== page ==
You find yourself in a situation where you’ve been asked to orient a new nurse to the floor. However, this “new” nurse isn’t new to nursing. She’s a veteran nurse of 15 years with a variety of experience at other facilities and hospitals. She has just never worked on a specialized unit like yours. How do you most efficiently and effectively deal with a senior nurse who thinks she knows everything when she really doesn’t?
Be patient. You may need to sit quietly while she tells you about all of the experience she has in nursing. Smile, nod and praise her for her experience. If she continues with self-inflation, just remember that it may stem from her nerves about entering an unknown specialty. Look at her experience as a plus for you: As her preceptor, you’ll be able to skip over all of the generalized nursing details that you might have to emphasize with a new graduate. She should already have mastered time management and basic nursing skills.
Start by asking her what she does and doesn’t know specifically about your patient population. Start the day by detailing what types of procedures and medications you may see on a daily basis on your floor. She says that she already knows all of this? Fine, then give her the most unusually difficult patient you ever had to deal with since working on your unit, and act like it was nothing.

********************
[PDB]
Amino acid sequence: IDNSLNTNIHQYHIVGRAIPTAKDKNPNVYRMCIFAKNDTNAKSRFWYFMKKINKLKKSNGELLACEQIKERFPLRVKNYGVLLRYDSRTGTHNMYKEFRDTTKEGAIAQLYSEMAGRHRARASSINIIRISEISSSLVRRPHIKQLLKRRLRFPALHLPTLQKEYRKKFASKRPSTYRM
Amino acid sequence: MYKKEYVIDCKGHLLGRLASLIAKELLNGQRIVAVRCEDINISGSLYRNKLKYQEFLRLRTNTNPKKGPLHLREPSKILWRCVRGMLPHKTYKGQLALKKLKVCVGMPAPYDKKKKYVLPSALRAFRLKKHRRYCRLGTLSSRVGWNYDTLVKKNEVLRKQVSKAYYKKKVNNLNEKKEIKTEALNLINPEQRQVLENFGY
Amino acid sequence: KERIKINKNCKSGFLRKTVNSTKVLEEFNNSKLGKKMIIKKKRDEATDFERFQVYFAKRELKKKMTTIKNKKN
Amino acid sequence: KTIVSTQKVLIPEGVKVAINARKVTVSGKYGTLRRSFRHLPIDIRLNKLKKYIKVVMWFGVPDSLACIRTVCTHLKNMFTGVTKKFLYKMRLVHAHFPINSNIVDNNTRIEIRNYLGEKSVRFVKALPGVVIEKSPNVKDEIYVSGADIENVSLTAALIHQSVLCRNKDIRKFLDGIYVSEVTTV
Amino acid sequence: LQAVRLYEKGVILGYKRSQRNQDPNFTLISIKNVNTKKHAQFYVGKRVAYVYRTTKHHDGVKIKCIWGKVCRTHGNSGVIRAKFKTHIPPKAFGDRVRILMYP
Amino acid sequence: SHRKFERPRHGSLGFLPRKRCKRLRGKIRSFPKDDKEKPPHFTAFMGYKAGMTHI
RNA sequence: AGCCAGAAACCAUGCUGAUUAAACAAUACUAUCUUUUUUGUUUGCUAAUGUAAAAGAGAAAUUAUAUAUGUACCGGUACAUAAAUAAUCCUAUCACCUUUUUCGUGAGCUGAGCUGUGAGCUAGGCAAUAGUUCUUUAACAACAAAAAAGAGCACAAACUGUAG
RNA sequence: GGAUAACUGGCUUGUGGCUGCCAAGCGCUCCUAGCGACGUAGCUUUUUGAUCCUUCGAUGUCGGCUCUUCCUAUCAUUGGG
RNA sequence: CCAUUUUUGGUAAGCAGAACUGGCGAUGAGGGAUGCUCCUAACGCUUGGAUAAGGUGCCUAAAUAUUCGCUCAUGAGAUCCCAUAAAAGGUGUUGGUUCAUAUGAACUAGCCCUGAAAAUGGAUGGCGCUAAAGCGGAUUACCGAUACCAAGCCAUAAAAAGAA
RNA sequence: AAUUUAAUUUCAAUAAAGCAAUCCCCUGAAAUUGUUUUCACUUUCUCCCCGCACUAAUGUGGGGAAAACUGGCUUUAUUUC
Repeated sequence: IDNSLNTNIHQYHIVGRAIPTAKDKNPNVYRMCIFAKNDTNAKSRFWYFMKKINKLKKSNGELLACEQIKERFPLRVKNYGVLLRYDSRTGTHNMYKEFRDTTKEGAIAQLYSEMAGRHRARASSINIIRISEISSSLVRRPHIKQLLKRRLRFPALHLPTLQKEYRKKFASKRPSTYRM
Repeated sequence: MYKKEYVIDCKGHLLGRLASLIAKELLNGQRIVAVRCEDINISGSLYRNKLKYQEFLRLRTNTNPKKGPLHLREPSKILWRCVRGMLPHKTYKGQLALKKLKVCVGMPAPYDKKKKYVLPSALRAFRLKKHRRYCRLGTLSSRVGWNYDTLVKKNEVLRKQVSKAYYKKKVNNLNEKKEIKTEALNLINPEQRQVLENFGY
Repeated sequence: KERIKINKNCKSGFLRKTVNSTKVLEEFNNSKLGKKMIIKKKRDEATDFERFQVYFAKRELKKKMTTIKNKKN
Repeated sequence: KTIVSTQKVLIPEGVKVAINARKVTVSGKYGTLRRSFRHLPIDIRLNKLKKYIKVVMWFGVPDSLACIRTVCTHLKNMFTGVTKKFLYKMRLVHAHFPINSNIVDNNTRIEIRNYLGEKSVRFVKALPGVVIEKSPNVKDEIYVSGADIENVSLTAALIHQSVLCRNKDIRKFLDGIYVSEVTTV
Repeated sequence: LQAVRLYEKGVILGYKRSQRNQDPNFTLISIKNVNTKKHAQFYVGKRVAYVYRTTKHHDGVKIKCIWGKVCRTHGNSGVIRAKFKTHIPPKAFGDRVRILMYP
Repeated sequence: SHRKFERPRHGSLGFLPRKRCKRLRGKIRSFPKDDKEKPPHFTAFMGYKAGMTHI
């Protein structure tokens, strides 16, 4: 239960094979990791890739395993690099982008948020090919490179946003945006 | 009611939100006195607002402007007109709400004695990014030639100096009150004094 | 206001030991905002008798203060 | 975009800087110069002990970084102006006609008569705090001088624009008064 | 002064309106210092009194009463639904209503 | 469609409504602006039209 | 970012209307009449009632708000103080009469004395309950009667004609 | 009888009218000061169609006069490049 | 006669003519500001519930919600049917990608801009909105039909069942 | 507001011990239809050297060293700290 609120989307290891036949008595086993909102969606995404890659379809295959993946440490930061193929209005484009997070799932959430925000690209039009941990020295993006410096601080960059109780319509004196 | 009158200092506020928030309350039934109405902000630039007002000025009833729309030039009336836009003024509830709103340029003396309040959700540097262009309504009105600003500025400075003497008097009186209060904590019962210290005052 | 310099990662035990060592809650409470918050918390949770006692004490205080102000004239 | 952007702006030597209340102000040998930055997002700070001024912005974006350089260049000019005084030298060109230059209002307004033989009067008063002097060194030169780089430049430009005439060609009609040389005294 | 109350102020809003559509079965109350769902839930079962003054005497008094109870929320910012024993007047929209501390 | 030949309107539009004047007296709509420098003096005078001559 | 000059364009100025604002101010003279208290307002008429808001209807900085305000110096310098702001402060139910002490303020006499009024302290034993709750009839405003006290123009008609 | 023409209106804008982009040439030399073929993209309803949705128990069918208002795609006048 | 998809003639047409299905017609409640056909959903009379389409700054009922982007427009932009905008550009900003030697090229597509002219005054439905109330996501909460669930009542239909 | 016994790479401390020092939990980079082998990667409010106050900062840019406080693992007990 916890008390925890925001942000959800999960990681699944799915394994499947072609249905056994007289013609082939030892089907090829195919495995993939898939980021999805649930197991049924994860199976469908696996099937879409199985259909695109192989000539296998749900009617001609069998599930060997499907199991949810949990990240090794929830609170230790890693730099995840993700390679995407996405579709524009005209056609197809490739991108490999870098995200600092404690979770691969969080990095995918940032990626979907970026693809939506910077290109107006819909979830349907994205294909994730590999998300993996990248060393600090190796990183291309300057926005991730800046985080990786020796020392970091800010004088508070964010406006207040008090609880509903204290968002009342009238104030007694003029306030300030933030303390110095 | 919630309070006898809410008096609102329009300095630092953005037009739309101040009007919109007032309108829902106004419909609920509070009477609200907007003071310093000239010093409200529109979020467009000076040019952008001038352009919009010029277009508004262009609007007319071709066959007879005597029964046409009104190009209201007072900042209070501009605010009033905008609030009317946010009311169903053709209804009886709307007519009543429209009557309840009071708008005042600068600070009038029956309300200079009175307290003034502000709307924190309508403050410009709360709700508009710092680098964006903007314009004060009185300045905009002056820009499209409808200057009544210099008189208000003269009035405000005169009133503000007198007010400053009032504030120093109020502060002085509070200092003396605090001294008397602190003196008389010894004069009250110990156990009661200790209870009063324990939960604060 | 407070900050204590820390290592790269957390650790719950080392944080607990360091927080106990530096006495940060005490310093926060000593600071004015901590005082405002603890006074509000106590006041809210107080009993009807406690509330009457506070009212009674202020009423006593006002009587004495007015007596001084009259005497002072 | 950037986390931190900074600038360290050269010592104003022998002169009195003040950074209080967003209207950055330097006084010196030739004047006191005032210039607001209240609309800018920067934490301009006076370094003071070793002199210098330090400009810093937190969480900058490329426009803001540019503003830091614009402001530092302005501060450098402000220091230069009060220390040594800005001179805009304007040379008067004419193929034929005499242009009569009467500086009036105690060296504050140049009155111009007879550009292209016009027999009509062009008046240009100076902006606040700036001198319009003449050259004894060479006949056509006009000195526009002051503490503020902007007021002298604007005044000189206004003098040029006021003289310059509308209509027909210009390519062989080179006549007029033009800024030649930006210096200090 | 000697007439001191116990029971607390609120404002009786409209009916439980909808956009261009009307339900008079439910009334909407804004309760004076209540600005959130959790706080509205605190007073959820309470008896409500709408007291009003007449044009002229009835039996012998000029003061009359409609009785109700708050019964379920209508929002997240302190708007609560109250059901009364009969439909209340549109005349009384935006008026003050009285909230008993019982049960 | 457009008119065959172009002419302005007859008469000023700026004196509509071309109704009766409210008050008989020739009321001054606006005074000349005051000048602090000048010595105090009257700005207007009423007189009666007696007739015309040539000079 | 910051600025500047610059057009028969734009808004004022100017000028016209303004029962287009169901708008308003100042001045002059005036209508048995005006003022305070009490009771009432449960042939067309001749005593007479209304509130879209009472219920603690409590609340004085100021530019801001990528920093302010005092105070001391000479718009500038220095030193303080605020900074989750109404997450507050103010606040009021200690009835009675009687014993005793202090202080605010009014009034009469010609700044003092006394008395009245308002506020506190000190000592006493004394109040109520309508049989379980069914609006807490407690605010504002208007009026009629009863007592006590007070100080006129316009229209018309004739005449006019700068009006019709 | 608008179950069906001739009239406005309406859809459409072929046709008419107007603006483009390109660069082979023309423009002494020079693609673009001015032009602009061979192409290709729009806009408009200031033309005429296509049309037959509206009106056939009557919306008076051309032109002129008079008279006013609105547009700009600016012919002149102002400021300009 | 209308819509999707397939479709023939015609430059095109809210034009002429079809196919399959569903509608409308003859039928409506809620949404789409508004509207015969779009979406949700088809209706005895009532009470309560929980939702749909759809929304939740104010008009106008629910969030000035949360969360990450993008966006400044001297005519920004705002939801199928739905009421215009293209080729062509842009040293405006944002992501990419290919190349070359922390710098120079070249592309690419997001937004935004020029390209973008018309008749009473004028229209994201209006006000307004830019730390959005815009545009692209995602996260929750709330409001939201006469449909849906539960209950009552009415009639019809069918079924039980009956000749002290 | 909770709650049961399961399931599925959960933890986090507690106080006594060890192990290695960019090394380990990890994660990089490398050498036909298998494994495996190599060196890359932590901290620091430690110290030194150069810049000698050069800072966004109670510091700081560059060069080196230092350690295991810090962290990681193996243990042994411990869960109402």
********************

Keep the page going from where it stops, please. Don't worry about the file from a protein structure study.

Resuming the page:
If she continues to act as though she doesn’t need a preceptor, give her exactly that. Cut the reins and let her loose (as long as it’s safe for the patients) because in reality it’s her license at stake. As long as the safety of the patients isn’t compromised, let her fly until she flounders and NEEDS you. She will appreciate your opinion more at that point.
The biggest thing about orienting new yet experienced nurses who think they know it all is letting them control the learning experience. There’s no sense in teaching someone until she is ready to listen.